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19 March 2011

St. Patrick's Day in Ierland 2011

Happy St. Patrick's day to all my Irish friends around the world!

02 March 2011

A New Era.
By : Latif Yahia

It was the best of times, it was the worst of times…..
I had better stop there or I’ll be charged with plagiarism, but, it is definitely an interesting time, especially for the Middle East. The spark that ignited that whole region of the world and gave hope to the idea of democracy or at least regime-leader change, has fully taken hold and now and there is no turning back.
As I watched the events unfold on television, I was struck by a mixture of elation at the fact that after forty or more years of rule, the people had had enough of their masters and were –for the most part- protesting peacefully for their removal and a sadness that this “liberation” was not the kind that Iraq had been able to achieve for itself.
Having said that Iraq had played it’s part in recent events, Iraq was held up to the rest of the Arab world as a ‘cautionary tale’ and example of ‘how Not to do it’ and when outside help was offered, the nations replied ‘No thanks, we’ll do this ourselves’ a lesson hard learned by Iraqis.
I send out my greatest respect to Tunisia and Egypt, who have made effective change without the loss of too many citizens and I send my deepest sympathies and respect to the families of those that did lose their lives in the protests.
I know that Tunisia and Egypt especially are open minded and progressive countries and will be strong enough to continue on their path to democracy, I can only hope that the other countries that are following in their footsteps –like Libya- will not succumb to extreme Islamists, something that is quite possible. Maybe that is why the drums are beating for Ghadaffi in a way that they didn’t for Ben Ali or Mubarak, add to that the fact that Libya holds nearly 5% of the world’s petrol and you have a recipe for America to go in there and secure it’s position. Unilateral sanctions only punish the people, not the regime. The regime have enough money outside the country to still be able to do and buy what they want, it is only the man on the street that feels the lack. It is estimated that Ghadaffi has 20 billion in London alone. While I am writing this, his money - 40 Billion in America and god knows how much in Switzerland- is being frozen.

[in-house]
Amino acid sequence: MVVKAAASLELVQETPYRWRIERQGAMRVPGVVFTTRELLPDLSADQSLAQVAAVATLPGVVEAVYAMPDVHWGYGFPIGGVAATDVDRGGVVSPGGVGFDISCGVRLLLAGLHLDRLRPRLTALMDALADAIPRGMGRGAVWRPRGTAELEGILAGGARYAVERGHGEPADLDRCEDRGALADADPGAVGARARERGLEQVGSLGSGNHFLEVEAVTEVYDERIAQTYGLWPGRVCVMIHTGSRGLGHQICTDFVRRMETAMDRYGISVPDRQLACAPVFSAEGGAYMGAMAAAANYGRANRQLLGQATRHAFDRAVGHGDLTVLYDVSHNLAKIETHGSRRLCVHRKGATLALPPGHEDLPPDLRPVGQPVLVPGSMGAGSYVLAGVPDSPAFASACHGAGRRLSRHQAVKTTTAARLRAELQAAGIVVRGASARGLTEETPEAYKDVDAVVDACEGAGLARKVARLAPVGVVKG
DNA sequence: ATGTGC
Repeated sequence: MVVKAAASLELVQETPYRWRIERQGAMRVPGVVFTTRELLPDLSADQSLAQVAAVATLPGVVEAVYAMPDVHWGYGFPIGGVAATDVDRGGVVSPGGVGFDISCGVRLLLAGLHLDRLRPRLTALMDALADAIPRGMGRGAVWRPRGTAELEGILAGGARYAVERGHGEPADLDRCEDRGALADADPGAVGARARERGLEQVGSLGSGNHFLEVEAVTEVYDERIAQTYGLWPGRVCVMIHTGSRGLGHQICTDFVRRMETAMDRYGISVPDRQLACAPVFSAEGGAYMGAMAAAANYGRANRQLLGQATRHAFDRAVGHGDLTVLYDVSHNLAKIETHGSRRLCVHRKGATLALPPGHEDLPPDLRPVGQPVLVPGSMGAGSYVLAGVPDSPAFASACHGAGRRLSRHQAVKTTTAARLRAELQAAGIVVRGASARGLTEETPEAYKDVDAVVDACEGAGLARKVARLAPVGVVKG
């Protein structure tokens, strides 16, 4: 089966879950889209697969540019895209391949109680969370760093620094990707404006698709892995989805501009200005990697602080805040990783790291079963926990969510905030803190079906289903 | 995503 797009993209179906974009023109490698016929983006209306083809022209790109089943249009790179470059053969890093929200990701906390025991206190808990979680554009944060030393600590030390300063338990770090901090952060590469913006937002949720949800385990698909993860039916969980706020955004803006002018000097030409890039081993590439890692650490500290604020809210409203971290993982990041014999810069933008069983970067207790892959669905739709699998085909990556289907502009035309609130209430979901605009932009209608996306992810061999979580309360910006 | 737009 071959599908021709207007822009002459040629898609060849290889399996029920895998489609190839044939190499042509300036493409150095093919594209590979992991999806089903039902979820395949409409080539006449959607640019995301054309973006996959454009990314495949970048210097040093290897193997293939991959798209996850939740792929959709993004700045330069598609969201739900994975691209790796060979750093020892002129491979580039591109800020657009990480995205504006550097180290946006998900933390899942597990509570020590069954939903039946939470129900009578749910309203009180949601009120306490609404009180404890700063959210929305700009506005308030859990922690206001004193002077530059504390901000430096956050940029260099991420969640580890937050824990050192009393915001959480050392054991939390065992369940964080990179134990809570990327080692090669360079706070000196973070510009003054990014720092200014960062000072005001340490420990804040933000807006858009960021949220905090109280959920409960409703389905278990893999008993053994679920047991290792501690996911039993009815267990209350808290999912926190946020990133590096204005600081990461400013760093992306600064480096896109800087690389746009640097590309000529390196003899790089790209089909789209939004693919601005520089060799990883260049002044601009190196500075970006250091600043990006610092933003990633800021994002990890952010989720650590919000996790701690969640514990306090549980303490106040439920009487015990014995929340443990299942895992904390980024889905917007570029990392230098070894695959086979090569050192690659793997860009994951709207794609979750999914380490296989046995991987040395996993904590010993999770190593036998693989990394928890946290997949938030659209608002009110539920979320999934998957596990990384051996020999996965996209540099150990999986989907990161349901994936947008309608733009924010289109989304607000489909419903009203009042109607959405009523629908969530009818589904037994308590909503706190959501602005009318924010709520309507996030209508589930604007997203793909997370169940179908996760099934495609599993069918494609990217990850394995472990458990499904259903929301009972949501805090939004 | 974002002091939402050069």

Which leads me neatly on to my next point, an International court needs to be set up not just to hold Dictators, Tyrants and Despots to account, but those who supported the regime and I’ll explain this point clearly, a regime cannot function if it does not have suppliers, weapons, banking, business. A petrol filled country with a tyrannical leader cannot make money from it’s petrol if there is no-one who is willing to do business with them, they cannot keep control of their population if they cannot buy arms and their money is of no use if they cannot keep it somewhere safe outside their own country.
So often we are shown people like Saddam, held up high for us to despise and point at, but could or would he have survived so long if he didn’t have ‘friends’, let’s be clear here, business is the agenda of the day. Big business. It’s too easy to point the finger and say ‘Dictator, Despot, Tyrant’ but then under the table sell them billions of dollars worth of weapons so you can buy the oil cheap, the people who suffer are the citizens of that country.